This idea might even explain the mystical intuition that all is one. There is a Sanskrit term, Paramatman, which means Supreme Self. Ralph Waldo Emerson called it the Over-soul. If it is possible for physical elements that are separated in space to act as if animated by a single intelligence, a single locus of consciousness or interiority, then perhaps the entire world can be viewed as such. If so, we are all part of a vast organism, and what we call “God” is the interiority of the whole thing. Native American traditions speak of the spirit-that-moves-in-all-things. The world is that spirit’s body. Panpsychism, which I discussed in an earlier blog post, is pantheism.

I admit that is a bit of stretch, from the behavior of herd animals to mystical speculation about the ultimate nature of reality. It might seem more plausible if there were other examples of physically-separate objects that seem to act as one. There are, and I will talk about one of them next time.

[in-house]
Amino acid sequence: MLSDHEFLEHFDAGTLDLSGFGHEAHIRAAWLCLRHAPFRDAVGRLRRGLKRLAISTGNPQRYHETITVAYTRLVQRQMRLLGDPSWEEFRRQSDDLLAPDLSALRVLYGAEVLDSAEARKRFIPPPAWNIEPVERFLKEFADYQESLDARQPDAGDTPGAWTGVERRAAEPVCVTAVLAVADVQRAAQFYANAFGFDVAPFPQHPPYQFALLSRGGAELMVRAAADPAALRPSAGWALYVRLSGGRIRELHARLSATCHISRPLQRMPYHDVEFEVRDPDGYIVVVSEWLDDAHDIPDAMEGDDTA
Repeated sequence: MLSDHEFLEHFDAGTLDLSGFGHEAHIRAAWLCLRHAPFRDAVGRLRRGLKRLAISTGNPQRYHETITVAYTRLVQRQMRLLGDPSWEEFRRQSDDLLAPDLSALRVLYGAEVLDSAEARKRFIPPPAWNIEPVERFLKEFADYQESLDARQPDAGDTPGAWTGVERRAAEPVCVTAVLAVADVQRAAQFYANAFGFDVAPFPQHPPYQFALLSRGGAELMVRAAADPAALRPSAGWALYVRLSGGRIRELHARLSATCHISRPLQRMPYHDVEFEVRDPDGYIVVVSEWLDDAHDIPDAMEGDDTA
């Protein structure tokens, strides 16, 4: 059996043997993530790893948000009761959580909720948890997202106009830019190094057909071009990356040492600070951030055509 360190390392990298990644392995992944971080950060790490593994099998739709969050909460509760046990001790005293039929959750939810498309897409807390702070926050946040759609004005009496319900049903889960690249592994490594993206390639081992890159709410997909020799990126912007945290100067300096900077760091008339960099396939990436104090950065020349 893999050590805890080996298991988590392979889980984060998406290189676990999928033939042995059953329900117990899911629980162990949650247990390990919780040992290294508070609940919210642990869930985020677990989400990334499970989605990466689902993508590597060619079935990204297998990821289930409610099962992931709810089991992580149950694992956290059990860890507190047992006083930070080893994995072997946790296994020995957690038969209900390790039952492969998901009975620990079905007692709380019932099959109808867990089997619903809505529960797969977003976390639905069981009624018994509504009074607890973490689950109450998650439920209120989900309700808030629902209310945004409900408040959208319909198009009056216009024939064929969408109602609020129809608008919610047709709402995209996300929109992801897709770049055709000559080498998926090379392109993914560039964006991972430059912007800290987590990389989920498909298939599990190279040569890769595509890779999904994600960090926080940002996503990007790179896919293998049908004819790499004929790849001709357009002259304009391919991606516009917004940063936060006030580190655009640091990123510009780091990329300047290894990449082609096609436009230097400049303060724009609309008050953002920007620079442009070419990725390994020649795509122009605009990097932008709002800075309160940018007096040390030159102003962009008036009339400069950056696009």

(1) The methodology is fascinating. Babies can’t talk, but they exhibit interest and boredom by looking at something intently or by looking away. Researchers set up a screen that hides part of the baby’s visual field and allows the baby to see things on either side, such as something sticking out from the left and something sticking out from the right. “It’s especially informative when a screen first blocks part of the infant’s view and then falls away, for we can try to tell what the babies were thinking about the invisible part of their world. If the baby’s eyes are only momentarily attracted and then wander off, we can infer that the scene was in the baby’s mind’s eye all along. If the baby stares longer, we can infer that the scene came as a surprise.” (Pinker, How the Mind Works, p. 317.)

(2) Pinker, How the Mind Works, p. 322.